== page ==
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European Buy-outs

Real DealsEurope’s buy-out houses have just enjoyed an “annus mirabilis” as leveraged buy-outs have swelled on the back of liquid debt markets and plentiful institutional funds. And there are appears to be no let-up. We’ve just published, in association with Bridgepoint, our annual European Buy-out Review. Here’s what some leading figures had to say:

I can’t remember a time in the past decade when the economic landscape for private equity deals was so good”
Alan Mackay, head of European buy-outs, 3i

“Last year there were 32 deals worth more than €1bn and we expect that to increase in 2006.”
Larry Slaughter, managing director, JP Morgan

I’ll talk about some of the technical trends in another post but it’s worth noting how the market – as a geographic region – is altering.

Just five years ago, the UK market accounted for more than half the value of European buy-outs. Now it’s less than one-third. As the most mature market, the level of buy-out investment has remained steady in the UK but the number of actual deals has dropped sharply – from 694 in 2004 to 571 in 2005.

The Spanish market has been home to some of the biggest deals in 2005, such as the €2.25bn buy-out of fixed line telco Auna and the €4.05bn buy-out of Amadeus Global Travel Distribution. These mega-deals may be kickstarting activity lower down the chain among Spain’s family-owned businesses.

Italy’s buy-out market is small compared to the size of its economy.

And 2005 was the promising year so far for German private equity. Our calculations don’t include the enormous – but unusual – private equity deals in German real estate (again, more anon).

10 Real Deals' 2006 predictions

P01cover120106 The sensible thing to do when making predictions for Europe’s private equity market in 2006 would be to offer a pessimistic, if not apocalyptic, prophecy. Conditions in recent times have been so good – for buy-outs at least – that it would be sensible to bet that things will deteriorate.

On that basis, many of Real Deals’ predictions for 2006 are risky. However, they are also non-alarmist forecasts, with only a prudent degree of fence-sitting. Predictions do not account for a
bird flu pandemic or similar disaster.

1 Debt markets will not implode, but may correct slightly
The hysteria that has surrounded a “debt bubble” for much of this year is looking increasingly misplaced. Bubbles burst. Debt markets are cyclical and so appetite for LBO paper, which has
mushroomed over the past two years, will fall back eventually. But supply remains strong, and if there are a few “high-profile defaults” there are plenty of debt providers waiting to fill any gaps
in the market.

2 Unwins does not hail the start of a bankruptcy wave
The turn of the year saw several retailers file for administration. While the default rate is likely to rise, it does not presage a flood of leveraged buy-out bankruptcies. Even if the macro-economic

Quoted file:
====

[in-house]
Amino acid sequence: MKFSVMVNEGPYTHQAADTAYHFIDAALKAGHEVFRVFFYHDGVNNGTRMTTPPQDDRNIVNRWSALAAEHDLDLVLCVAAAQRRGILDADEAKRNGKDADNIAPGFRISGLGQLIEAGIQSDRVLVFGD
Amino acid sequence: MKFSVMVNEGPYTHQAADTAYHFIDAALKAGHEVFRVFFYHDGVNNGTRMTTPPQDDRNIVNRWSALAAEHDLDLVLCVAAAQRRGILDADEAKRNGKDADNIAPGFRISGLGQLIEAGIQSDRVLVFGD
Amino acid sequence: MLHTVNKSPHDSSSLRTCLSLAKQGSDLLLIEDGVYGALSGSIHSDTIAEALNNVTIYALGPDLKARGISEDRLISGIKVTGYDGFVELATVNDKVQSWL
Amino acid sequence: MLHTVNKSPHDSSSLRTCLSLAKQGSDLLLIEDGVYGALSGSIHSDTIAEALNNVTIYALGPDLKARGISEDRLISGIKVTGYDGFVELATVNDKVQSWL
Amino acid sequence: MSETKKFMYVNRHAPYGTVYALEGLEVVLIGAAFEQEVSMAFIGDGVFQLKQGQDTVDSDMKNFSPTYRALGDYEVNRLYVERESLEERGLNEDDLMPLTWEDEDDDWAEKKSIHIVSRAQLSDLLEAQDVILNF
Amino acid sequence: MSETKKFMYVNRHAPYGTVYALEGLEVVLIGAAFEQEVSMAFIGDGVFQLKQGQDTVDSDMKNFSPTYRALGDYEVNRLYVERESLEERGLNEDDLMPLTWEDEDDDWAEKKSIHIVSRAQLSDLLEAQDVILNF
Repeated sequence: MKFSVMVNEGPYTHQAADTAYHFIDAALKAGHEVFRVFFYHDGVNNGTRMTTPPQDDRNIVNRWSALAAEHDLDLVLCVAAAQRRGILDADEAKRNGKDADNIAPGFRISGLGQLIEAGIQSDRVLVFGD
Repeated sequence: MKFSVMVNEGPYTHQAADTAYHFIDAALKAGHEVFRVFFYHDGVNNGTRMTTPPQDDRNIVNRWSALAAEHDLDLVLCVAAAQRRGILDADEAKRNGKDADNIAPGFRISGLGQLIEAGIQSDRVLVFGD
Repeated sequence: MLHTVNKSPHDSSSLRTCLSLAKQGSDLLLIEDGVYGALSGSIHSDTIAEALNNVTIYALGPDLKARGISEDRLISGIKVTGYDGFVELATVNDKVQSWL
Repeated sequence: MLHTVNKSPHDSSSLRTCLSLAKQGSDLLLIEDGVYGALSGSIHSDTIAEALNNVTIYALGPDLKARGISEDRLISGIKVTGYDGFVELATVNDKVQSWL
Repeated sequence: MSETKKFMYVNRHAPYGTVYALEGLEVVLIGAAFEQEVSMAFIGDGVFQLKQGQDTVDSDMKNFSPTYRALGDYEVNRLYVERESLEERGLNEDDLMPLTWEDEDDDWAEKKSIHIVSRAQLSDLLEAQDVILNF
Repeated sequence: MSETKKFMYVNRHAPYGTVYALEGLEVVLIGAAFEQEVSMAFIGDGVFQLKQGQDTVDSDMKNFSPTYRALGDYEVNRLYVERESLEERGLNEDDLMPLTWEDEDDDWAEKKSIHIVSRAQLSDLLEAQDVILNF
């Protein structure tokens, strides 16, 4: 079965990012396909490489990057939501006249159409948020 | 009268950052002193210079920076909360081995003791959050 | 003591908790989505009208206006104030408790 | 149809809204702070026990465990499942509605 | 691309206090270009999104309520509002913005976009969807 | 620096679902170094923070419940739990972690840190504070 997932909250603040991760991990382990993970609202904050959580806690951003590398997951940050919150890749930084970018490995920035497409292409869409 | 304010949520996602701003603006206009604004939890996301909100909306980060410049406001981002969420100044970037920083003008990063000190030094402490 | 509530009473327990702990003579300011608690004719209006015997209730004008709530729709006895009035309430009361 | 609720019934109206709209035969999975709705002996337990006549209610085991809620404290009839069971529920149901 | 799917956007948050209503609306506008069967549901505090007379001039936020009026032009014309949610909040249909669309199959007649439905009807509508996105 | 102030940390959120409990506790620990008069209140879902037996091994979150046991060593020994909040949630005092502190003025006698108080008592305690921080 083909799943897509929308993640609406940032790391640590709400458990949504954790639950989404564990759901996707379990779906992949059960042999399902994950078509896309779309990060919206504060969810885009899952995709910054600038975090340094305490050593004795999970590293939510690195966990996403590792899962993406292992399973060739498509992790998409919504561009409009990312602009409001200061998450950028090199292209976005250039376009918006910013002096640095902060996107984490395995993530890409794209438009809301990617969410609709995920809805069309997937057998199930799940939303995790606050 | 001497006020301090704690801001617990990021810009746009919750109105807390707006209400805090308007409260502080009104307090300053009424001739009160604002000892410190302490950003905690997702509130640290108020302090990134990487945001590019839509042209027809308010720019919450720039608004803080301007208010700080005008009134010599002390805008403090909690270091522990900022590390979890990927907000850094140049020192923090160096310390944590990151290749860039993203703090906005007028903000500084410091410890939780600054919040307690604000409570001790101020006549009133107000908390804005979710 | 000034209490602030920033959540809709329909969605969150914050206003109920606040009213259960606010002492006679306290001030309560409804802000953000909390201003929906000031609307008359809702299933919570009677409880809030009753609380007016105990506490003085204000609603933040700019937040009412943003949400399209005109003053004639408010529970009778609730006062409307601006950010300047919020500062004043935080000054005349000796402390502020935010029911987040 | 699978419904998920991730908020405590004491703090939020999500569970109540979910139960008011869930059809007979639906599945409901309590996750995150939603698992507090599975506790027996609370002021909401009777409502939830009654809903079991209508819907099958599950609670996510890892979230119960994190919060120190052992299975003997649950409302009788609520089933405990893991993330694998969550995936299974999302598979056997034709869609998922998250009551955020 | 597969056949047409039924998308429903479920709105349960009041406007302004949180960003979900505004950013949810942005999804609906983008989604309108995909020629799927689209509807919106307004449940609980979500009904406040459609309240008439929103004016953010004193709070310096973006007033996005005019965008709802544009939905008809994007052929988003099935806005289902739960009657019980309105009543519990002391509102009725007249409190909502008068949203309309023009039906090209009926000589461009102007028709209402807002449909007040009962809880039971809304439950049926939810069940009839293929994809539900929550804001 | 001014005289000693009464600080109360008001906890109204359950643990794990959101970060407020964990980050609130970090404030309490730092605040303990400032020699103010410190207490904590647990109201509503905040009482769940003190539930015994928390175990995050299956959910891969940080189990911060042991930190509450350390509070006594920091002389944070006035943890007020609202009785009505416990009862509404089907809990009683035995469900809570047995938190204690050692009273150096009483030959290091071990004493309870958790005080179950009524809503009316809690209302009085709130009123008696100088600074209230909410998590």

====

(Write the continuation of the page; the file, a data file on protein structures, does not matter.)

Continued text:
outlook worsens, equity houses and creditors will work together quickly to mend them, as they have done during 2005. The ability to detect and respond quickly to problems is what sets most buy-outs apart from Unwins.

3 More turnaround and special situations funds will be launched
EQT has already seen the opportunity and others are likely to follow suit. But the skills for turnaround investing are different to mainstream private equity, and expertise may need to be bought in.

4 More private individuals will become involved in private equity
More ultra-rich individuals will want a slice of private equity’s pie. Some will want to lead, others will be happy to sit back and silently co-invest alongside big buy-out houses. Expect more to follow
in the footsteps of Philip Green, Richard Branson, the Barclay brothers, Hugh Osmond and Luke Johnson.

5 Hedge funds will not pose a serious threat to private equity
They just won’t. Maybe on take-privates, but nowhere else.

6 The biggest LBO in Europe will exceed €20bn
Danish telco TDC is unlikely to hold its record for the largest buy-out in Europe for long. By 2007, expect a consortium of the world’s largest buy-out houses to complete Europe’s first €20bn-plus deal. And it’s a fairly safe bet that one of the big US houses – KKR, Blackstone, Carlyle – will be the ringleader.

7 At least one FTSE 100 company will be taken private
It’s not just about big funds or red tape. It’s also about values and overweighting. The FTSE 100 is running at a price/earnings ratio of 11; the figure for the FTSE 250 is 14; and the FTSE 350 is
at 11. In other words, the value in the market is currently in the FTSE 250, while FTSE 100 companies are clearly regarded as too big.

8 The best tech venture capital firms will start to raise large funds
This year will see a handful of elite VCs raise several hundred million euros each. But for most second-tier funds, 2006 will be make or break as fees run out, and they struggle to show exits to
institutional investors.

9 Venture firms will consolidate
And yes, that is consolidate rather than fade away. While the purchase of entire portfolios has long been thought of as too clunky and complex, in the latest edition of Real Deals alone, two venture portfolios have been bought by secondaries players. That is good news for long-suffering LPs.

10 Investors will re-buy more assets
Just as LPs come to terms with the logic of secondary buy-outs, buy-out houses start a trend that is even harder to justify: that of buying back the same businesses having sold it to another firm. This allows the other firm to profit, in addition to the fee argument of secondary buy-outs. As churn gets
to pandemic proportions, expect more buy-backs along the lines of PHS, Frans Bonhomme, Actaris and Aster City Cable.



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